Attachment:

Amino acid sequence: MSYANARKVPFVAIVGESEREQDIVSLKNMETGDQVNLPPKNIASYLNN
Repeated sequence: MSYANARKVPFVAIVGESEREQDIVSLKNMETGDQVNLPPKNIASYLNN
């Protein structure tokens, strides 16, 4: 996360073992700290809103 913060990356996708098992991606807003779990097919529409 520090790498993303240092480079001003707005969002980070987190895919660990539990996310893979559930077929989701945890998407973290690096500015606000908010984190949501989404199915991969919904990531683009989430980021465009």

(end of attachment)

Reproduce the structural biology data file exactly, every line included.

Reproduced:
Amino acid sequence: MSYANARKVPFVAIVGESEREQDIVSLKNMETGDQVNLPPKNIASYLNN
Repeated sequence: MSYANARKVPFVAIVGESEREQDIVSLKNMETGDQVNLPPKNIASYLNN
């Protein structure tokens, strides 16, 4: 996360073992700290809103 913060990356996708098992991606807003779990097919529409 520090790498993303240092480079001003707005969002980070987190895919660990539990996310893979559930077929989701945890998407973290690096500015606000908010984190949501989404199915991969919904990531683009989430980021465009």